“Strikes, locksets and other electromechanical devices typically require special door and frame preparations that many times can be done only during the manufacture of the door and frame,” Sanderford emphasizes. “Electric strikes must be recessed into a door frame, which can be a difficult process if it happens to be a steel door frame filled with concrete. As a result, they are primarily used on new construction only or if they furnish a new door and frame on remodeling.”

Schum adds, “A strike is less expensive, but it is not a lock – it is only as good as the latching device on the door.” He points out that electromagnetic locks sometimes have strikes also for extra security.

“Electrified hinges are required if you use electrified locksets, but not mag locks, because the electrical mechanism is in the door, so your power thru the lockset must pass from the lock side of the door over to the hinge side of the door and then to the frame to get back to the power source and control,” Schum explains.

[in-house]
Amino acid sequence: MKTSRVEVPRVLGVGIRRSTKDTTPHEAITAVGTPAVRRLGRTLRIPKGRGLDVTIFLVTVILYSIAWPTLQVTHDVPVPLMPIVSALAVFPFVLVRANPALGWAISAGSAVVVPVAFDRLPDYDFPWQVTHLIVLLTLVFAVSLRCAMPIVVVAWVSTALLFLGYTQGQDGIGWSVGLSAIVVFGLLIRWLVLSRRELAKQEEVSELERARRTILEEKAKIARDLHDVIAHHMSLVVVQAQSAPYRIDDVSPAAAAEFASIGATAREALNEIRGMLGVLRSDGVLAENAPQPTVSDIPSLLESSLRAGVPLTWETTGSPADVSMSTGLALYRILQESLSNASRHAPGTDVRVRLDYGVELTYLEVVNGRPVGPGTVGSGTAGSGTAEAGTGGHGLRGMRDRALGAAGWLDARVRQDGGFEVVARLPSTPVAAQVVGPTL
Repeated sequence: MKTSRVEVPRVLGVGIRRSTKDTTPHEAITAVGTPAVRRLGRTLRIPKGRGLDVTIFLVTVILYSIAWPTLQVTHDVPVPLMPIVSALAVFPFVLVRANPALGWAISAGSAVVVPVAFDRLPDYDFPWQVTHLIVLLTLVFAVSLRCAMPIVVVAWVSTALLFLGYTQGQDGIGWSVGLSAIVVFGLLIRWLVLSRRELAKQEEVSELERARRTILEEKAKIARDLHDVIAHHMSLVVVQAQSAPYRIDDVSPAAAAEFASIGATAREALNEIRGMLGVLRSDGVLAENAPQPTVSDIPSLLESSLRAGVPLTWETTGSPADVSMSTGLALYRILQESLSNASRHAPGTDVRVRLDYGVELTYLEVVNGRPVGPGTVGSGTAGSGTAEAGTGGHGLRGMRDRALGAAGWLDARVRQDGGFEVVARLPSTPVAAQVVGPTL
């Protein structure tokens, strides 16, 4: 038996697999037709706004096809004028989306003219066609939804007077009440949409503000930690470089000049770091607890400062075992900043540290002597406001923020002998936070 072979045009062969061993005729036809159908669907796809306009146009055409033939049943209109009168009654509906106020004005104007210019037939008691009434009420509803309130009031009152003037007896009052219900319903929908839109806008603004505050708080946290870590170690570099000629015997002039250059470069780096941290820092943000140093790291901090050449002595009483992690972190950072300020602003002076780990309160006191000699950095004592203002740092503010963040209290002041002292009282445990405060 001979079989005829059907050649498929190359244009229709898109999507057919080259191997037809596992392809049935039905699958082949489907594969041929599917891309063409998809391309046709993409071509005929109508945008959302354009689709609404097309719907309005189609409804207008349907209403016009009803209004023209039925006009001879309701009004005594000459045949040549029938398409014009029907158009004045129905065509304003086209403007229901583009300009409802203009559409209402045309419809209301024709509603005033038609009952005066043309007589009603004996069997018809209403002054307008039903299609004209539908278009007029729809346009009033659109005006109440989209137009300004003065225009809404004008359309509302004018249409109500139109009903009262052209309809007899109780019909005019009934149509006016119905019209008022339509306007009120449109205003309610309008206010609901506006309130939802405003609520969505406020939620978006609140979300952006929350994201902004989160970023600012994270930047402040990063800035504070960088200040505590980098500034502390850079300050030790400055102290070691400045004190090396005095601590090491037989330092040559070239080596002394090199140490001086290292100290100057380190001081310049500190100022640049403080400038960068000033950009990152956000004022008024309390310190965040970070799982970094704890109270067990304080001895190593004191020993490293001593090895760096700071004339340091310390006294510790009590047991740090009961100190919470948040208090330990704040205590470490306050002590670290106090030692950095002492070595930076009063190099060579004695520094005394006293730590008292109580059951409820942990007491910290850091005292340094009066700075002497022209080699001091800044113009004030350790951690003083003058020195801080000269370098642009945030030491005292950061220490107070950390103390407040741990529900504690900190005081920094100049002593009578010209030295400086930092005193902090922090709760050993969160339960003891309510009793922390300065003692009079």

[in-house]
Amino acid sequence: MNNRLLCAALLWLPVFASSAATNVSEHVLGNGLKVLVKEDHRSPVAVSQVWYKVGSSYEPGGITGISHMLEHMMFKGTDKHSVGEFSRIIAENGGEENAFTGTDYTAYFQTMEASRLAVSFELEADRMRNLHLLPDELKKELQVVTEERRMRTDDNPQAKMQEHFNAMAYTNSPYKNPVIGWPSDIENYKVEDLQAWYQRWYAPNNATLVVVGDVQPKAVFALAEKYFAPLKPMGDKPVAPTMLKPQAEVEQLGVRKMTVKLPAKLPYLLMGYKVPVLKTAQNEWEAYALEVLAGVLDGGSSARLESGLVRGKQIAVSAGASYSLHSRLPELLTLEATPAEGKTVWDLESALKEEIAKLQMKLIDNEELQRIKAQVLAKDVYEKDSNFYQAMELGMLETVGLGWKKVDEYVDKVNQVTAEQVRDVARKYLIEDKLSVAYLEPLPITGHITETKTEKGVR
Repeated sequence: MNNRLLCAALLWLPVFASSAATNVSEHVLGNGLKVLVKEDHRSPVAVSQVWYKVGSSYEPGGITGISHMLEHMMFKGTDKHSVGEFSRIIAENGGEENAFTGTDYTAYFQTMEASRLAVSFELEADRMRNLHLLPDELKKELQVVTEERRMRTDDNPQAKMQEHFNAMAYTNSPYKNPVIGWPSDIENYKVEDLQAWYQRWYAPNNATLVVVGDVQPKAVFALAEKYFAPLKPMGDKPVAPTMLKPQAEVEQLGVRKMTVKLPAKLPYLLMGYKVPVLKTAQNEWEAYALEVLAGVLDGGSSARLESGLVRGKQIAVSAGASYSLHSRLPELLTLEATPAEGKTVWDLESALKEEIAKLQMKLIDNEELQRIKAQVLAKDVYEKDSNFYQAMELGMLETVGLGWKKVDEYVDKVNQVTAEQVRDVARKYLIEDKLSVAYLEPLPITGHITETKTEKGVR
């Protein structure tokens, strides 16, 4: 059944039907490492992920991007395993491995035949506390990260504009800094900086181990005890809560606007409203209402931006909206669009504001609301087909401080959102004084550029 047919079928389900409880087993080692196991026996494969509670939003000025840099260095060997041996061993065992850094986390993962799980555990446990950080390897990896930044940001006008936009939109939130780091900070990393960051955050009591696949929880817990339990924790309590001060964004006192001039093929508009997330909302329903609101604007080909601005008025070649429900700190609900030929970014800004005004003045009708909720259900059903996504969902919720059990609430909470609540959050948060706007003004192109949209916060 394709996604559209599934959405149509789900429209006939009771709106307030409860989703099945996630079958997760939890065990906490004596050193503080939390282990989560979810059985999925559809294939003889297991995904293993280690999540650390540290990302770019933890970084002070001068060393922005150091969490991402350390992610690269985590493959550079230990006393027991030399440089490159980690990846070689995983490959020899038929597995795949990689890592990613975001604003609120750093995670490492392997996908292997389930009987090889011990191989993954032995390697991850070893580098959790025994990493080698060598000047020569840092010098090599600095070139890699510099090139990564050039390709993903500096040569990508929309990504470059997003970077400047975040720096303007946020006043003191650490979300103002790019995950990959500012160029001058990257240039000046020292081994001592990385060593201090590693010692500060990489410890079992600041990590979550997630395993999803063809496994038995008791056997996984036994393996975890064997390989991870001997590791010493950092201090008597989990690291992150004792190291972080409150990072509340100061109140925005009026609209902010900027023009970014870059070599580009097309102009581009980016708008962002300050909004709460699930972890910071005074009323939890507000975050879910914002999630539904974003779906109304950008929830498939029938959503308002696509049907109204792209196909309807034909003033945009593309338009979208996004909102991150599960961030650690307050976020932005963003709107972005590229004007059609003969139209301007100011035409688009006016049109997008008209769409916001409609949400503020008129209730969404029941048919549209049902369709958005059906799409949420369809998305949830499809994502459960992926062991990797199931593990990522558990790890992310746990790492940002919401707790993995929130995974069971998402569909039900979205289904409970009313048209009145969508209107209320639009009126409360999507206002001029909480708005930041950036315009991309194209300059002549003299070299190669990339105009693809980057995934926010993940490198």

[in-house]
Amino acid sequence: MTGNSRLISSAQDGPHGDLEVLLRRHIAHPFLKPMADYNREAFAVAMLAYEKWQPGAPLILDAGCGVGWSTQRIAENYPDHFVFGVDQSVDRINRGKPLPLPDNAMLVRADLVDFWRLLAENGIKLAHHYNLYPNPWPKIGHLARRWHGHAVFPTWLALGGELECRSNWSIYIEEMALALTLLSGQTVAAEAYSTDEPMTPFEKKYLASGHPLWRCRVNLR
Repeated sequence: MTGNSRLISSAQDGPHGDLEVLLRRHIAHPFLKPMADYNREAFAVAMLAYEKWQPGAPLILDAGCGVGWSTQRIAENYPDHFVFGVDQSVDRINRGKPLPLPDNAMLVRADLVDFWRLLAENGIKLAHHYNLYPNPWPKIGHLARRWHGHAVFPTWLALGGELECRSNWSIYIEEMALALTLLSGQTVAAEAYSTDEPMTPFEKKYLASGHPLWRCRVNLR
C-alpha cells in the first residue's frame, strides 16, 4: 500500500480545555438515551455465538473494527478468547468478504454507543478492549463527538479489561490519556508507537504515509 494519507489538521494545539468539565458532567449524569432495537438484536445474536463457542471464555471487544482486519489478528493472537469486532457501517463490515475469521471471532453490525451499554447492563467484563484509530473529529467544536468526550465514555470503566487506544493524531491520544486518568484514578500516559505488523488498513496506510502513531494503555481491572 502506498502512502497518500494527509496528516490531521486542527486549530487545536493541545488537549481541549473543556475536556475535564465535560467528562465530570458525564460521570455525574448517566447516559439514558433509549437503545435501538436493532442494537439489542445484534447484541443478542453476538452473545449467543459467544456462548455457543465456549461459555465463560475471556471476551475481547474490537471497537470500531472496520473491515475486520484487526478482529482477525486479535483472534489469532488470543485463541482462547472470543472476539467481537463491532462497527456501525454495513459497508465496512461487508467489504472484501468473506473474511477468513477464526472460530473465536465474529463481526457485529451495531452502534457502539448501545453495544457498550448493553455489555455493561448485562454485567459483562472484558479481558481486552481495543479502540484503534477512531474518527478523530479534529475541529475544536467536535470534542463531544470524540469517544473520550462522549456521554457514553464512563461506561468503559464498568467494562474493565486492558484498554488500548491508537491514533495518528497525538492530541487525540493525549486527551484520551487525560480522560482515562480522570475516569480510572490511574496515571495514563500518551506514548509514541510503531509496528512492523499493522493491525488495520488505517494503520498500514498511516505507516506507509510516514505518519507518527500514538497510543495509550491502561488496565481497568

For fail-safe performance with high security, aesthetic appeal, low maintenance and easy installation, electromagnetic locks can be an elegant solution to security needs.

Sidebar: Buy the Book – See the Lock

John Schum, vice president of sales for DynaLock Corp., Bristol, Conn., literally wrote the book on electronic locks. It’s titled “Electronic Locking Devices” and is available at, and

Sidebar: Achieving Egress

It’s one thing to get people in but more important to get them out safely. That is where egress devices become critical. Four possibilities are:

  • switch on request-to-exit bar,
  • passive infrared (PIR) motion detector,